St. Rita Roman Catholic Church
1008 Maple Dr.
Webster, NY 14580
585-671-1100
Weekend Masses: Saturday- 5:00pm
Sunday- 7:30am; 9:00am (children's liturgy); 10:30am
Daily Mass is at 8:15am on Monday, Tuesday,
Thursday, and Friday (no Mass on Wednesday)
Reconciliation: Saturday from 3:30-4:30pm
Office Hours: M-Th 9am to 4:30pm; Fri 9-12:00pm
An Introduction to the Scripture Readings for
the Twenty-Fourth Sunday in Ordinary Time

In the hope that you will enter more fully into the Mass
 
“You Cannot Serve Both God And Mammon”

Today’s readings focus our attention on Justice—”the moral virtue that consists in the constant and firm will to give their due to God and neighbor”(CCC #1807). A Just Person is one who does not lie, cheat or steal; one who lives in right relationship with God, neighbor and environment. Today, we are asked to choose, with whom are we in right relationship — God and neighbor or ourselves. We cannot choose both.

In our first reading
(Amos 8:4-7), the Prophet Amos calls out Israel for its trampling on the rights of the poor by cheating and stealing to enrich themselves. Their dishonest methods destroyed the poor while portraying themselves as righteous and holy. “Never will I forget a thing they have done!”, says the Lord.


Hear this, you who trample upon the needy and destroy the poor of the land! "When will the new moon be over," you ask, "that we may sell our grain, and the sabbath, that we may display the wheat? We will diminish the ephah, add to the shekel, and fix our scales for cheating! We will buy the lowly for silver, and the poor for a pair of sandals; even the refuse of the wheat we will sell!" The LORD has sworn by the pride of Jacob: Never will I forget a thing they have done!

In our Epistle reading (1 Timothy 2:1-8), we are reminded that God seeks salvation for all mankind and it is the Christian obligation to pray for everyone, including those in positions of power and leadership. That could never be more true than it is today.

Beloved: First of all, I ask that supplications, prayers, petitions, and thanksgivings be offered for everyone, for kings and for all in authority, that we may lead a quiet and tranquil life in all devotion and dignity. This is good and pleasing to God our savior, who wills everyone to be saved and to come to knowledge of the truth. For there is one God. There is also one mediator between God and men, the man Christ Jesus, who gave himself as ransom for all. This was the testimony at the proper time. For this I was appointed preacher and apostle — I am speaking the truth, I am not lying —, teacher of the Gentiles in faith and truth. It is my wish, then, that in every place the men should pray, lifting up holy hands, without anger or argument.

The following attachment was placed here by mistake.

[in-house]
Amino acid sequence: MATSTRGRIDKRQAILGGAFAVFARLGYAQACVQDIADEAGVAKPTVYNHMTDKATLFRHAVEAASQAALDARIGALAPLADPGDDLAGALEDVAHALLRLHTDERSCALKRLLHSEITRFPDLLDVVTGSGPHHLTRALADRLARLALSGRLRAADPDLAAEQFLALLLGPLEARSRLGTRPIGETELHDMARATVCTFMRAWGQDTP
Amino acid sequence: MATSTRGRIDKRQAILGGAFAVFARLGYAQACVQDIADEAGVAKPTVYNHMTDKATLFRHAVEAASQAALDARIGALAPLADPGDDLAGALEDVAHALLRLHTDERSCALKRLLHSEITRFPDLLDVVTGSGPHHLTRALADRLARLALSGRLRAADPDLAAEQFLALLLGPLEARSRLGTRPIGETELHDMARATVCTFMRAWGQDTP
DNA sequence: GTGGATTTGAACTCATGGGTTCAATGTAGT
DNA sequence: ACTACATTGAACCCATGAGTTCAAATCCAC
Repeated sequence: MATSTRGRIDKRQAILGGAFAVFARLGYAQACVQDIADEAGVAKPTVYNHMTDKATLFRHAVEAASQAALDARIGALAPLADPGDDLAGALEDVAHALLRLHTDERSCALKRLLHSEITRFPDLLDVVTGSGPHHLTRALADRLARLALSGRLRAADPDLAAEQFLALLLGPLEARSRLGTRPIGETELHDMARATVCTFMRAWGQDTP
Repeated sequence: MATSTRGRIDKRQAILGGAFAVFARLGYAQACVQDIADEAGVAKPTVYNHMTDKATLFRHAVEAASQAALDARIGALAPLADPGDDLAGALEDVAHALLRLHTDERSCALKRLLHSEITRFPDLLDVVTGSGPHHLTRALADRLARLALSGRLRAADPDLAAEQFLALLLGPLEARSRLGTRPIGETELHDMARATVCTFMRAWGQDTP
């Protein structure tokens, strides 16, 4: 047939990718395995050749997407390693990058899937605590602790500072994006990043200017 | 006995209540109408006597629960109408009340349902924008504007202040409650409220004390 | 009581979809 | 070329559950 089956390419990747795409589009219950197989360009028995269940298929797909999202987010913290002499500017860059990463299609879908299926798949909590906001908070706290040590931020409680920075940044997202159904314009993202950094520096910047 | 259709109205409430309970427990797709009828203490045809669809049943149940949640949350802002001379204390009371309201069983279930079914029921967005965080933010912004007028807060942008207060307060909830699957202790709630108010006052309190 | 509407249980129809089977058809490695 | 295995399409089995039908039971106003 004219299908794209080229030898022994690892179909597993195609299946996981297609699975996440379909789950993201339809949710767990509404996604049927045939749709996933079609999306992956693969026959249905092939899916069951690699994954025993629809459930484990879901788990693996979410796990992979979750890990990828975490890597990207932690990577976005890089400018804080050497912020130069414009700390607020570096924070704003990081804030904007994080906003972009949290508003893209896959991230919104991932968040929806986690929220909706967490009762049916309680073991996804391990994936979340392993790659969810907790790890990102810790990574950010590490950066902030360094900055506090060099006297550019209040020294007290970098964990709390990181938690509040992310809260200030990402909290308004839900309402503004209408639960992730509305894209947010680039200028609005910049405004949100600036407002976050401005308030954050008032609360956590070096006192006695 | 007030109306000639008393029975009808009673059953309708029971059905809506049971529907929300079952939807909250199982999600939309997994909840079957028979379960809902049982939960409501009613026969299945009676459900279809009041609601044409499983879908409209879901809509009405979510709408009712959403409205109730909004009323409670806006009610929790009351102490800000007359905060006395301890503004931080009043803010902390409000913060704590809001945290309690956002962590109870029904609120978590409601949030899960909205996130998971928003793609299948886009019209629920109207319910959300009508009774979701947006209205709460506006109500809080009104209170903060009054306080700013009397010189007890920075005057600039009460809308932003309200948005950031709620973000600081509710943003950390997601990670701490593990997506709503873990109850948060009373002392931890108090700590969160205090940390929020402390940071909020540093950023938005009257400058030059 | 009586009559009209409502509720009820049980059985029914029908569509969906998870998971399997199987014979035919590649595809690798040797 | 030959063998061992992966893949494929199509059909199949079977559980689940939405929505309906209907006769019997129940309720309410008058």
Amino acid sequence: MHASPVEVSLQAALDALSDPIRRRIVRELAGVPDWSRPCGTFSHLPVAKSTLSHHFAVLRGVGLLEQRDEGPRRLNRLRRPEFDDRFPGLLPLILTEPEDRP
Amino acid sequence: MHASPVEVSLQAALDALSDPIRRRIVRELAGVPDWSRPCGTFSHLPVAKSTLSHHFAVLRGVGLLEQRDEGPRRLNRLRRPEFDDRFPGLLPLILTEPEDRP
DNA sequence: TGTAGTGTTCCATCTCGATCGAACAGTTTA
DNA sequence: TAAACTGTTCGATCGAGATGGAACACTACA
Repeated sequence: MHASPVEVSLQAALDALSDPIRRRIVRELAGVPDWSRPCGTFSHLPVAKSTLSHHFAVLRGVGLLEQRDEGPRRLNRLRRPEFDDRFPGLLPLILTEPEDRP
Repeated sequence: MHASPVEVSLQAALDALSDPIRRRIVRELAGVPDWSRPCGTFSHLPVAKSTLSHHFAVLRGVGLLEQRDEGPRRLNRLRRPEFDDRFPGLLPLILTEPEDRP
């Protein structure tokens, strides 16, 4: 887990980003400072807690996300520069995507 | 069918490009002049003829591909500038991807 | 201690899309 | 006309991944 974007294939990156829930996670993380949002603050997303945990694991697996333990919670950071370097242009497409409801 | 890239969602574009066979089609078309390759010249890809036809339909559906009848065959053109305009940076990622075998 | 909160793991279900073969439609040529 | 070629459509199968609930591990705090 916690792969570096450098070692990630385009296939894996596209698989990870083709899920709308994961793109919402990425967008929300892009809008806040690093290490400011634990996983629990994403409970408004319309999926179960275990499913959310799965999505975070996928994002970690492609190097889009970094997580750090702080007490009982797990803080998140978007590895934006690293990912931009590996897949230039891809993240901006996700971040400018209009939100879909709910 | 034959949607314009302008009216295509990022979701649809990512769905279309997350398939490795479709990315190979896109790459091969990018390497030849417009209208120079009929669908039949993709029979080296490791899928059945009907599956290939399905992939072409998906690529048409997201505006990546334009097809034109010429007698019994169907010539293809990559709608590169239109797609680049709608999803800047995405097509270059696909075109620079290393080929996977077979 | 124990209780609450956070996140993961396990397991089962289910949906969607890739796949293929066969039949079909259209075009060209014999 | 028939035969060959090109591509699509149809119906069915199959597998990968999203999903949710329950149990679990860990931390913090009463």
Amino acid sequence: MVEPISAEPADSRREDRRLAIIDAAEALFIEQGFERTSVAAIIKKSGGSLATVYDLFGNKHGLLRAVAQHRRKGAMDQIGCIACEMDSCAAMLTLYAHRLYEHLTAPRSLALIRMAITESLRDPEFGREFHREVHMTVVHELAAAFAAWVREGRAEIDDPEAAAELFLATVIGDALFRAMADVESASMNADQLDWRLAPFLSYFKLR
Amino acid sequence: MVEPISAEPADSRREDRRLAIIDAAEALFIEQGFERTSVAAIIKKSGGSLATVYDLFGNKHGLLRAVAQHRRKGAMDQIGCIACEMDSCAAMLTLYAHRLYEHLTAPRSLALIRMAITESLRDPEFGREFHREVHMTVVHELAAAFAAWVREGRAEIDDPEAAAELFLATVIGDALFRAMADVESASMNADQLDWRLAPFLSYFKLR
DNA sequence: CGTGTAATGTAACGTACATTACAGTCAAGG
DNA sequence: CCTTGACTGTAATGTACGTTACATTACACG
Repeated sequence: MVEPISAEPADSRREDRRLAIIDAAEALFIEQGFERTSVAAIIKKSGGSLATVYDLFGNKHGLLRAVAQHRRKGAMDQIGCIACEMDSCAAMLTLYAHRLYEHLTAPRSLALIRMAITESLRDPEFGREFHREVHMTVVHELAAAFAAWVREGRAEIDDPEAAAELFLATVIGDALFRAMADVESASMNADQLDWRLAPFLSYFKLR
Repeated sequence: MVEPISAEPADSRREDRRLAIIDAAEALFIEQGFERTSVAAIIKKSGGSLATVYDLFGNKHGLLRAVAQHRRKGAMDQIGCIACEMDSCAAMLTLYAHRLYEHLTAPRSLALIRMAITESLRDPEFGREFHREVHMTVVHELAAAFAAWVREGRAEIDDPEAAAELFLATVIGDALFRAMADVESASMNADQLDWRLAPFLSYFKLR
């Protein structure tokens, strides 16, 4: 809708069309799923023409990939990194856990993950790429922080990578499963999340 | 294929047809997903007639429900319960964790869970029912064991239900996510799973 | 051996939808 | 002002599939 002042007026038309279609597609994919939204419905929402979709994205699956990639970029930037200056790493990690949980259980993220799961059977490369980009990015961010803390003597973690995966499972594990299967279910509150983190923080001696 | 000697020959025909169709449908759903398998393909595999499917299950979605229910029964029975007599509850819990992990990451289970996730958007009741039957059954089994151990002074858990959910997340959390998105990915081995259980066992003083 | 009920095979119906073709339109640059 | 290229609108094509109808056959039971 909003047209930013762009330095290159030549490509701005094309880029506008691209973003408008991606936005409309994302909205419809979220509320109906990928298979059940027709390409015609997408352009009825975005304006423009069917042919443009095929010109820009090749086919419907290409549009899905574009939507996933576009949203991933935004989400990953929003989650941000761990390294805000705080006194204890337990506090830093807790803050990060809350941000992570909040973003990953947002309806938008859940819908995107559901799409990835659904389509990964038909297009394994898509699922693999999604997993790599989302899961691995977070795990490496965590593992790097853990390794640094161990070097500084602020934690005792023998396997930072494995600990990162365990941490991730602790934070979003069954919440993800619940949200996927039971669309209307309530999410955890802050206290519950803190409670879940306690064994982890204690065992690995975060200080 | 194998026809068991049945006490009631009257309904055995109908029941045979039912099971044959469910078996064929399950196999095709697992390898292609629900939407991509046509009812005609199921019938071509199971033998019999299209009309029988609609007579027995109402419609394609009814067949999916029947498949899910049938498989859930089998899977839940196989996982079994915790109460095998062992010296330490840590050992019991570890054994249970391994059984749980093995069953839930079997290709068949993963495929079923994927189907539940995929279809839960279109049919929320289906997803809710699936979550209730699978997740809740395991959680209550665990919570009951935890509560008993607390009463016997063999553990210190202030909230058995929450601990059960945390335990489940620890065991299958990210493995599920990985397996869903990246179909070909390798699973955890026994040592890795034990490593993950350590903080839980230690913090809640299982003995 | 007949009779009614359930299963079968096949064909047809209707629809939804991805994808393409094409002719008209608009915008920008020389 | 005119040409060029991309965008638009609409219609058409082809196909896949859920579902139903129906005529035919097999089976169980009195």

In our Gospel reading (Luke 16:1-3), Jesus praised the example of a dishonest steward who was prudent in protecting his own self-interest. Jesus seemed to be urging his followers to work as hard for the Kingdom of God as those with "dishonest wealth" worked for their own worldly goods. As disciples, we must choose—do we serve the wealth of this world or the “true wealth” of the Kingdom of God.

Jesus said to his disciples, "A rich man had a steward who was reported to him for squandering his property. He summoned him and said, 'What is this I hear about you? Prepare a full account of your stewardship, because you can no longer be my steward.' The steward said to himself, 'What shall I do, now that my master is taking the position of steward away from me? I am not strong enough to dig and I am ashamed to beg. I know what I shall do so that, when I am removed from the stewardship, they may welcome me into their homes.' He called in his master's debtors one by one. To the first he said, 'How much do you owe my master?' He replied, 'One hundred measures of olive oil.' He said to him, 'Here is your promissory note. Sit down and quickly write one for fifty.' Then to another the steward said, 'And you, how much do you owe?' He replied, 'One hundred kors of wheat.' The steward said to him, 'Here is your promissory note; write one for eighty.'

And the master commended that dishonest steward for acting prudently. "For the children of this world are more prudent in dealing with their own generation than are the children of light. I tell you, make friends for yourselves with dishonest wealth, so that when it fails, you will be welcomed into eternal dwellings. The person who is trustworthy in very small matters is also trustworthy in great ones; and the person who is dishonest in very small matters is also dishonest in great ones. If, therefore, you are not trustworthy with dishonest wealth, who will trust you with true wealth? If you are not trustworthy with what belongs to another, who will give you what is yours? No servant can serve two masters. He will either hate one and love the other, or be devoted to one and despise the other. You cannot serve both God and mammon."


There is an old Bette Midler song called “From a Distance”. Its is about a world that from a distance seems to be in right relationship with itself and God—a world where all the right words are spoken of peace and hope but underneath, there is a world of bitterness, poverty and war. The bridge is, “God is watching us, from a distance.” The solution might just be to heed St. Paul’s admonition in today’s Epistle: that “prayers, petitions, and thanksgivings be offered for everyone, for kings and for all in authority.”